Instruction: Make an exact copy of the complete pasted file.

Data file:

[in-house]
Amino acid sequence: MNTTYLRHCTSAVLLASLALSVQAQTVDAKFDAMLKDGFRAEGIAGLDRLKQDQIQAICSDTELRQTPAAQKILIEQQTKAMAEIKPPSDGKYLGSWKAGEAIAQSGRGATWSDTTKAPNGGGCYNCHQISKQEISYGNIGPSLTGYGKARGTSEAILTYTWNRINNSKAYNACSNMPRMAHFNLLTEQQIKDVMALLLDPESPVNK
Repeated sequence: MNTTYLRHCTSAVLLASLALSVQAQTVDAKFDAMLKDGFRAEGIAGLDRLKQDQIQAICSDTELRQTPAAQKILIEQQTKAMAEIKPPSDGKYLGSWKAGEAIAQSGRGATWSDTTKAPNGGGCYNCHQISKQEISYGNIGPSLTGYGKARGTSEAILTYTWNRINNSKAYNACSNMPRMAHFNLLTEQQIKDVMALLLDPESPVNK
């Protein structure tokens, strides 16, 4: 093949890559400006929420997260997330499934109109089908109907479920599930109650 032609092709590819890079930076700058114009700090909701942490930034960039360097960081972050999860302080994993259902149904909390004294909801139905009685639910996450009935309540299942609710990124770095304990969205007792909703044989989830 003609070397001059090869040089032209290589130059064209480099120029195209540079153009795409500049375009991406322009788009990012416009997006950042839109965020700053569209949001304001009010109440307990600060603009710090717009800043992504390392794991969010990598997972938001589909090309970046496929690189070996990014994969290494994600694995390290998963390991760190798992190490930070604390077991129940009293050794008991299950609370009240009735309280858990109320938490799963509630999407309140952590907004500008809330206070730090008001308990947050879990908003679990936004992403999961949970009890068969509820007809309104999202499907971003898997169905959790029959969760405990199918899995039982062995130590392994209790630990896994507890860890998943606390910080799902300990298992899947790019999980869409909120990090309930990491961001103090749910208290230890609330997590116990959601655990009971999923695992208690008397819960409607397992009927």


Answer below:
[in-house]
Amino acid sequence: MNTTYLRHCTSAVLLASLALSVQAQTVDAKFDAMLKDGFRAEGIAGLDRLKQDQIQAICSDTELRQTPAAQKILIEQQTKAMAEIKPPSDGKYLGSWKAGEAIAQSGRGATWSDTTKAPNGGGCYNCHQISKQEISYGNIGPSLTGYGKARGTSEAILTYTWNRINNSKAYNACSNMPRMAHFNLLTEQQIKDVMALLLDPESPVNK
Repeated sequence: MNTTYLRHCTSAVLLASLALSVQAQTVDAKFDAMLKDGFRAEGIAGLDRLKQDQIQAICSDTELRQTPAAQKILIEQQTKAMAEIKPPSDGKYLGSWKAGEAIAQSGRGATWSDTTKAPNGGGCYNCHQISKQEISYGNIGPSLTGYGKARGTSEAILTYTWNRINNSKAYNACSNMPRMAHFNLLTEQQIKDVMALLLDPESPVNK
């Protein structure tokens, strides 16, 4: 093949890559400006929420997260997330499934109109089908109907479920599930109650 032609092709590819890079930076700058114009700090909701942490930034960039360097960081972050999860302080994993259902149904909390004294909801139905009685639910996450009935309540299942609710990124770095304990969205007792909703044989989830 003609070397001059090869040089032209290589130059064209480099120029195209540079153009795409500049375009991406322009788009990012416009997006950042839109965020700053569209949001304001009010109440307990600060603009710090717009800043992504390392794991969010990598997972938001589909090309970046496929690189070996990014994969290494994600694995390290998963390991760190798992190490930070604390077991129940009293050794008991299950609370009240009735309280858990109320938490799963509630999407309140952590907004500008809330206070730090008001308990947050879990908003679990936004992403999961949970009890068969509820007809309104999202499907971003898997169905959790029959969760405990199918899995039982062995130590392994209790630990896994507890860890998943606390910080799902300990298992899947790019999980869409909120990090309930990491961001103090749910208290230890609330997590116990959601655990009971999923695992208690008397819960409607397992009927």